Though known for his robust, light-tower power to all fields, Bryant actually has a good feel for hitting, with a line-to-line approach, good pitch recognition and excellent plate coverage. His lack of stride and purely rotational swing will always result in some swing-and-miss, but he’s still a smart enough hitter and controls the zone well enough to be a .270-plus hitter in the major leagues.

    At 6’5”, 215 pounds, Bryant possesses effortless 80-grade raw power that has translated in a big way at each professional stop. The right-handed hitter does an excellent job of using his height and size to his advantage, achieving huge extension through the ball to generate towering drives with backspin carry to all fields. At maturity, it’s easy to see him leading the league with 35-plus home runs in a given season.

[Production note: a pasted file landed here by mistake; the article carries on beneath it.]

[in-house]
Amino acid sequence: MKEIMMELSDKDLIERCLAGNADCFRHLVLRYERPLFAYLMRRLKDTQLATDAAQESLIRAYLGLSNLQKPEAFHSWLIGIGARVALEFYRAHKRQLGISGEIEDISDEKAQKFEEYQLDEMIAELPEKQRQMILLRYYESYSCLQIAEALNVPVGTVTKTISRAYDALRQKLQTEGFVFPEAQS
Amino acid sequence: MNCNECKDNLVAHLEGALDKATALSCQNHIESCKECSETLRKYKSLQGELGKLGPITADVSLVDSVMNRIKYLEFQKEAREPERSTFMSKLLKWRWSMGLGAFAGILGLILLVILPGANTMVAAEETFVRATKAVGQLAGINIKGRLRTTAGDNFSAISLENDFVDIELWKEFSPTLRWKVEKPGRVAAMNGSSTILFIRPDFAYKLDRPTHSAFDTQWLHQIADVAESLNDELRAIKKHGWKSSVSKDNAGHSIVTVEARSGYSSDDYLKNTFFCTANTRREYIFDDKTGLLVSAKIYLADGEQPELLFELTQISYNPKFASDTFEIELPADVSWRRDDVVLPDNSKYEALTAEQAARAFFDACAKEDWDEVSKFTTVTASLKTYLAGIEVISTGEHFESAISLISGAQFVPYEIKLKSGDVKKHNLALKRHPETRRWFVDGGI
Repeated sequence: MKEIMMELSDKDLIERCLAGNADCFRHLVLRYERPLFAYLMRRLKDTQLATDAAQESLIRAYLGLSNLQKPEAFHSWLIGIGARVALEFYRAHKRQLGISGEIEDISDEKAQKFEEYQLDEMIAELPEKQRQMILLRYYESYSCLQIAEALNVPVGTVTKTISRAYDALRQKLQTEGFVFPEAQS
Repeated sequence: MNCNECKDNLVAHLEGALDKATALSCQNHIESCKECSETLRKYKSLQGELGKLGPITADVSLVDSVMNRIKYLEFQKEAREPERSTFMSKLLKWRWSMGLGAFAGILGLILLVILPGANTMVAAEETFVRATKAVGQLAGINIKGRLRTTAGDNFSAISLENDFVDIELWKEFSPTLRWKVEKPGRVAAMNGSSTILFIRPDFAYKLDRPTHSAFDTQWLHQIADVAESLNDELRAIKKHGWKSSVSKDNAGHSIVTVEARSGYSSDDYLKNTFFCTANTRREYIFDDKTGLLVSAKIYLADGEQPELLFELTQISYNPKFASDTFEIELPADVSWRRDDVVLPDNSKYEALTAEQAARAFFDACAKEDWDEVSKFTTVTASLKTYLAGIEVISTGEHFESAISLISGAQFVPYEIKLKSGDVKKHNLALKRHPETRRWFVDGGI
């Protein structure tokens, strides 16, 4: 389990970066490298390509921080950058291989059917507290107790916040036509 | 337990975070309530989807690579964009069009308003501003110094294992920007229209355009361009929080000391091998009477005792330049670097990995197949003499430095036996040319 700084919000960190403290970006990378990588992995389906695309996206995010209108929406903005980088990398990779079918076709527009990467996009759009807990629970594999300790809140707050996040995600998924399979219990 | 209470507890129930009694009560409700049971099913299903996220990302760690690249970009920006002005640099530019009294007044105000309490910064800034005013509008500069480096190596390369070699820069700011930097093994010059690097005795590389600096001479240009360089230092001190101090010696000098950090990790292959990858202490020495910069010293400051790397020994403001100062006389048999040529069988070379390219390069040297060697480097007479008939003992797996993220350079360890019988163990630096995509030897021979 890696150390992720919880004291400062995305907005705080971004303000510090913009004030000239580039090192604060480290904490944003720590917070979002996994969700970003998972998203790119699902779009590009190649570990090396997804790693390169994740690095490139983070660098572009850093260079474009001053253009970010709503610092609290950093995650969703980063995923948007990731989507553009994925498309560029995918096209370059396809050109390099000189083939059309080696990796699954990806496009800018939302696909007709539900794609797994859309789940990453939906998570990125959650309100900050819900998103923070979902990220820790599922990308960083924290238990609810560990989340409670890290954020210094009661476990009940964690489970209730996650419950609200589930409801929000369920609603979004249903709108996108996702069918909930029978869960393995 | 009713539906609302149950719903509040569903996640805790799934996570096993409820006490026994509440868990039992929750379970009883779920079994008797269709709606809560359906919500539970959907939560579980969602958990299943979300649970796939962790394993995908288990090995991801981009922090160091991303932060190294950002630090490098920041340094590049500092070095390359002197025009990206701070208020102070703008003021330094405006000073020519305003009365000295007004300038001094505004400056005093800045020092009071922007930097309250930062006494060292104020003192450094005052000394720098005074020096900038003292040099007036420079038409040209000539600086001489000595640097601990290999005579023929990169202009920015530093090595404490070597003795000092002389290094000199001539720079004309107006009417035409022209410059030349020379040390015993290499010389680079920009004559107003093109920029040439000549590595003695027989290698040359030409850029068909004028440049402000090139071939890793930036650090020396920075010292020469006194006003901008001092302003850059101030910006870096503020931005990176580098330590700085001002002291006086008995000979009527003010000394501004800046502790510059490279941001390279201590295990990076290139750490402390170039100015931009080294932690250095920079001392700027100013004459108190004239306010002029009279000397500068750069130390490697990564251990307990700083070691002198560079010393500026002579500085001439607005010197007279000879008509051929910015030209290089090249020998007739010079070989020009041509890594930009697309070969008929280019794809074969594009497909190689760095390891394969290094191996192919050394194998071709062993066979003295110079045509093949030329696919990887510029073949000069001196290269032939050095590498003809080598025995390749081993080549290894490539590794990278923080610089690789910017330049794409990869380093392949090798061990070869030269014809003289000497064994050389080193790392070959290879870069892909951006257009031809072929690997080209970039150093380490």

Bryant is an impressive athlete who moves well on the base paths, with the speed to move up more than one base at a time and put some pressure on opposing defenses. He’s not a pure base stealer, but Bryant’s average speed and ability to pick his spots should lead to numerous seasons with 10-plus stolen bases.

    Defensively, Bryant moves well for his size, showing range and agility at the hot corner that’s a tick above average. His plus arm strength is a clean fit at the position and could allow him to move to a corner outfield position down the road if necessary.

    No hitter in the minor leagues can match Bryant’s power ceiling, as he projects as a perennial 35-plus home run threat capable of hitting for some average while holding down a corner position.

    Ceiling (OFP): 70 (All-Star) – Low risk